Lordstown Motors CEO Resigns Following Months of Turmoil at EV Startup
The company's CFO also resigned, which doesn't seem great.
No other electric vehicle startup has had the success of Tesla, although it seems like a new harbinger of our electric future appears to show us the light every few months. Lordstown Motors—named after a former GM assembly plant in Lordstown, Ohio that the fledgling automaker purchased—is one of these startups. Founded in 2018, the company hasn't had an easy life, especially as of late. There's been a prototype fire, Lordstown has admitted it doesn't have the cash to start production, and Nikola-killing short-seller Hindenburg Research has publicly accused the startup and its now-former CEO Steve Burns of fraud.
Today, the company announced the resignation of Burns—who's also Lordstown's founder and is pictured above with former President Donald Trump—along with its CFO, Julio Rodriguez. Lordstown is already publicly traded thanks to a SPAC merger, and shares of the company plummeted 13 percent following the announcement.
The company went public back in October of 2020 with an estimated valuation of $1.6 billion. Since February of this year, shares of the automaker have been sliding down steadily due to bad news on multiple fronts. As mentioned previously, Lordstown has publicly admitted it doesn't have the cash to start production of its electric pickup truck, the Endurance. It's also been accused of exaggerating the number and nature of orders it received for the truck. This accusation was first made formally by the now well-known short-seller Hindenburg Research.
One of Hindenburg's posts all but destroyed the Nikola Motor Company after providing strong evidence suggesting that the company committed fraud. The small automaker's questionable deal with GM fell through, its stock price plummeted, and now it's in the strange limbo of being a publicly traded automaker that has never made a production vehicle. Nikola's CEO Trevor Milton also resigned following allegations of fraud and sexual assault, among others. This all happened very quickly, within a matter of weeks.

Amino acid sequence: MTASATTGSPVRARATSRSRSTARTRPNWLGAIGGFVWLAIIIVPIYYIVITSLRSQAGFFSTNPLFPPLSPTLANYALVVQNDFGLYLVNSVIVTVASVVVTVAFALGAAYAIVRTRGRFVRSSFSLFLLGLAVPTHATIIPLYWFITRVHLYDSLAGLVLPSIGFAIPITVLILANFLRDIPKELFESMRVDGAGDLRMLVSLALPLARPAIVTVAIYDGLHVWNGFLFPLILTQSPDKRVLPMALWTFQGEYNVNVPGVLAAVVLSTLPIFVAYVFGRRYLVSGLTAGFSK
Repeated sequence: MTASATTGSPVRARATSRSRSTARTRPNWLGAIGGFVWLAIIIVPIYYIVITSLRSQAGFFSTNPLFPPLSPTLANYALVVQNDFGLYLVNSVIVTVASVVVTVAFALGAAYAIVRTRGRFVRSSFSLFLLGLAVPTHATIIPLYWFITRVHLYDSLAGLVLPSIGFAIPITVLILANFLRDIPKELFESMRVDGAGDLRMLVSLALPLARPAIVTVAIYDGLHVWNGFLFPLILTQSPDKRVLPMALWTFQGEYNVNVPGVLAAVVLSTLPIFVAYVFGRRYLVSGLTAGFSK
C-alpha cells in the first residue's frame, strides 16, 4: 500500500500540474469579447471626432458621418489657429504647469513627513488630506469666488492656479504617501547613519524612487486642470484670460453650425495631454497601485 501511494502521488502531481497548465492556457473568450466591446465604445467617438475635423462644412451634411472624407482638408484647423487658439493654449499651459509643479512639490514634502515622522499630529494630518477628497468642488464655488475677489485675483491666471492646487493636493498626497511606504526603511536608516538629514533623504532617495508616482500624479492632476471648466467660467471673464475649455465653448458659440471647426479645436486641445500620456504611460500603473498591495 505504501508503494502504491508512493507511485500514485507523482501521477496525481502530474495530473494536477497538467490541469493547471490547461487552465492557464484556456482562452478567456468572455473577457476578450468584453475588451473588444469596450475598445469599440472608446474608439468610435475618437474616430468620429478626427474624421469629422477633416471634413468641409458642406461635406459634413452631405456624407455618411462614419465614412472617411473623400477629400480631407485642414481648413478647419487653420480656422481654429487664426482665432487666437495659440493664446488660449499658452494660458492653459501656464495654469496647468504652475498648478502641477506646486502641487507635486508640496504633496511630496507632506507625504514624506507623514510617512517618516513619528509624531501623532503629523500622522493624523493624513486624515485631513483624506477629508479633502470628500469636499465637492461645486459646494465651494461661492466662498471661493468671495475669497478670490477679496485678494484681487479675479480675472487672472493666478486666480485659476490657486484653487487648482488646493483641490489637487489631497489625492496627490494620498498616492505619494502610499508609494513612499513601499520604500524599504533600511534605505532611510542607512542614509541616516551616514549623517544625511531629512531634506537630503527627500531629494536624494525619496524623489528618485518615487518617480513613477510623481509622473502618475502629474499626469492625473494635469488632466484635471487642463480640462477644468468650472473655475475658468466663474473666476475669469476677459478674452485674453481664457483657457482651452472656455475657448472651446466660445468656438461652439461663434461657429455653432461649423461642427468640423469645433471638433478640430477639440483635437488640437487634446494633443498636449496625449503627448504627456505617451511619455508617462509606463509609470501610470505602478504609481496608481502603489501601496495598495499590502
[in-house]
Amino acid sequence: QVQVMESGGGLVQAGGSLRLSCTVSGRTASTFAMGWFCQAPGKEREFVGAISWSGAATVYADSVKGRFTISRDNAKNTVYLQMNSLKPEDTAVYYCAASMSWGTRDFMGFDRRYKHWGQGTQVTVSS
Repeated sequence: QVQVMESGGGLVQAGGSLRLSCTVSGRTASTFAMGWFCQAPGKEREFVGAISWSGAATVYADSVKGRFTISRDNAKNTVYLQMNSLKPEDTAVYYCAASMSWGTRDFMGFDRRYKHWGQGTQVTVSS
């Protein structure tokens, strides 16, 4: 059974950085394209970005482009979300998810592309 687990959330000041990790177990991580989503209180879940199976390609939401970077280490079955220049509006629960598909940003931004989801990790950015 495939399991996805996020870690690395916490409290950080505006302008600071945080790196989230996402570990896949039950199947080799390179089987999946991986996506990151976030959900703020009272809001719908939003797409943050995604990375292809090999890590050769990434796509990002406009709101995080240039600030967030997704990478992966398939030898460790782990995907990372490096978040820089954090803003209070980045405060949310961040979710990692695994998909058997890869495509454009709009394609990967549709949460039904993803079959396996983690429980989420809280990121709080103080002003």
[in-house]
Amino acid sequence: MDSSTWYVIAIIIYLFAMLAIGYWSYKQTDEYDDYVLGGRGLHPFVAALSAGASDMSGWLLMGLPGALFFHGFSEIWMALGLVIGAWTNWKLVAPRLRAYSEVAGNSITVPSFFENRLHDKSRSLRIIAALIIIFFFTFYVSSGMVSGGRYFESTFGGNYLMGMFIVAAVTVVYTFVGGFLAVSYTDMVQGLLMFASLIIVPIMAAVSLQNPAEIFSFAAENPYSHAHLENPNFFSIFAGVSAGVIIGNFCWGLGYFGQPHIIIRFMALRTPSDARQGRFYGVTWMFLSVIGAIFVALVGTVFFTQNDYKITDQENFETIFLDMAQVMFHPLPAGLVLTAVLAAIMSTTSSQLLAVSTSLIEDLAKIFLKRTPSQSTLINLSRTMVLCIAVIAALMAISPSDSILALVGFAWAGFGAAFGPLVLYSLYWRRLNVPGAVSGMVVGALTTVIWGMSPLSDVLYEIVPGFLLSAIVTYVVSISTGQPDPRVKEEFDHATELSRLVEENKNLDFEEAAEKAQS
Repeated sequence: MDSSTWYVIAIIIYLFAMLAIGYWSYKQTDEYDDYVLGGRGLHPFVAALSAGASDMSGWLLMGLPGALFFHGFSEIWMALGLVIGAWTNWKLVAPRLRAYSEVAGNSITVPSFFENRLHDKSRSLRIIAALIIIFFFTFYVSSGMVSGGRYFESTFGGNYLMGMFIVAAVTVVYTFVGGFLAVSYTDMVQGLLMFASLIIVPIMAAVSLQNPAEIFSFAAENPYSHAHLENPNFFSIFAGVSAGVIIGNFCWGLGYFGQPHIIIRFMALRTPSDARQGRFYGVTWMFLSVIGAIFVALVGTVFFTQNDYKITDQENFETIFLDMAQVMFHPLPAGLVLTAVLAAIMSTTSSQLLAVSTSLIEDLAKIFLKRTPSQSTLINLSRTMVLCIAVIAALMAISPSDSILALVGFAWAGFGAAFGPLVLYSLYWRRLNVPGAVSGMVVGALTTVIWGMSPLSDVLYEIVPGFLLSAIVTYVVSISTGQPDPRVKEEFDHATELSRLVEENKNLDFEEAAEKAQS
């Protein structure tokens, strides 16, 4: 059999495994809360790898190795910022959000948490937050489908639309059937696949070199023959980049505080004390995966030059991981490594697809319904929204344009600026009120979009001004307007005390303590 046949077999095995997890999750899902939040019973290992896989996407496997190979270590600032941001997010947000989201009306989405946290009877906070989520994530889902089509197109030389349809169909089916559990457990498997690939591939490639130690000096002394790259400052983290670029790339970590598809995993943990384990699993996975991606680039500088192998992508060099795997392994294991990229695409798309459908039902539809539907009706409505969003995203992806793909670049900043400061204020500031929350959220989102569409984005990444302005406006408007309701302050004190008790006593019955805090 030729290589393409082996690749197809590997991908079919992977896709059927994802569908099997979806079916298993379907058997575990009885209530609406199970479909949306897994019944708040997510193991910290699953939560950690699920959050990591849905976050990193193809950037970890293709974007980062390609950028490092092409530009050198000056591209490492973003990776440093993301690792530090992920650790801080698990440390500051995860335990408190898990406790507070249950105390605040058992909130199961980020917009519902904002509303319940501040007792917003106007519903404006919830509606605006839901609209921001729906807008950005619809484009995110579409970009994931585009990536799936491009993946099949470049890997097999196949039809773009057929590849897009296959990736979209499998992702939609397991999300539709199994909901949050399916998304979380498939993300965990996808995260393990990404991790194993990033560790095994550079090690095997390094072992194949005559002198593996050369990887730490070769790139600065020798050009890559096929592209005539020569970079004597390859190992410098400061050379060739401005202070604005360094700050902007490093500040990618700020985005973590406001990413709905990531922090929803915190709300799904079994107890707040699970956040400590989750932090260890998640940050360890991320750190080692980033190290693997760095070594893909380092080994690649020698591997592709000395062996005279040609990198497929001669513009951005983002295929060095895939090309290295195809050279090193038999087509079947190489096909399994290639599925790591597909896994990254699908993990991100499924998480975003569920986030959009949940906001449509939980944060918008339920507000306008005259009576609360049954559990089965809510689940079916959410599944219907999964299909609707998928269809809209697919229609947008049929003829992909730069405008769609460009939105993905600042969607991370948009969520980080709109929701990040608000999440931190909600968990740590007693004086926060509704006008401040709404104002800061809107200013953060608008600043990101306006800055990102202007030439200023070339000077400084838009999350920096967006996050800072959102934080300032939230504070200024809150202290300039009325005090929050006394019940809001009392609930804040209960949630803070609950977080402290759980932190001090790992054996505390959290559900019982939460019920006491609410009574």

Lordstown's fall from grace has happened only a bit more gradually. In March, Hindenburg's report was released and the automaker's value continued on the downward trend it had been experiencing since February. Then, news of a prototype that caught fire surfaced around the same time another failed to get anywhere close to finishing a 250-mile off-road rally. Late in May, the company said it would have to cut down its production plans in order to get vehicles rolling off the line; that was followed by the news that it needed a cash infusion to make any trucks.
With production seeming more and more unlikely by the day, the announcement that Burns and Rodriguez are departing the company is almost unsurprising. While Lordstown has been struggling, legacy automakers have been taking serious interest in the electric pickup space. Ford unveiled its F-150 Lightning and Chevy has plans to show off its electric Silverado soon. Other automakers like Stellantis will undoubtedly follow with electrified versions of its Ram pickups.
With Burns and Rodriguez out, they have been replaced by acting replacements. Becky Roof, who has served as an interim CEO at several other corporations, is now acting CFO, and the company's lead independent director, Angela Strand, has been appointed executive chairwoman.
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